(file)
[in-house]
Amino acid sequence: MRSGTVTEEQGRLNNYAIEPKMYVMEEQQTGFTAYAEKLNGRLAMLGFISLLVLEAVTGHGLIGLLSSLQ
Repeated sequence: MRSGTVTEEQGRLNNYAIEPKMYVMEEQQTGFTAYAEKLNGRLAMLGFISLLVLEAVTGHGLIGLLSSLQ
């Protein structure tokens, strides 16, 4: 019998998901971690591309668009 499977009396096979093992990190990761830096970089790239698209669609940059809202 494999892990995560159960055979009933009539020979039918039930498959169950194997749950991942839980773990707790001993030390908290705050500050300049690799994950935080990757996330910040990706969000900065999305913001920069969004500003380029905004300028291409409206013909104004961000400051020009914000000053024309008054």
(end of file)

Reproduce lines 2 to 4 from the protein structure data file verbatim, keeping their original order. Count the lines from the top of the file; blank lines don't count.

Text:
Amino acid sequence: MRSGTVTEEQGRLNNYAIEPKMYVMEEQQTGFTAYAEKLNGRLAMLGFISLLVLEAVTGHGLIGLLSSLQ
Repeated sequence: MRSGTVTEEQGRLNNYAIEPKMYVMEEQQTGFTAYAEKLNGRLAMLGFISLLVLEAVTGHGLIGLLSSLQ
């Protein structure tokens, strides 16, 4: 019998998901971690591309668009 499977009396096979093992990190990761830096970089790239698209669609940059809202 494999892990995560159960055979009933009539020979039918039930498959169950194997749950991942839980773990707790001993030390908290705050500050300049690799994950935080990757996330910040990706969000900065999305913001920069969004500003380029905004300028291409409206013909104004961000400051020009914000000053024309008054």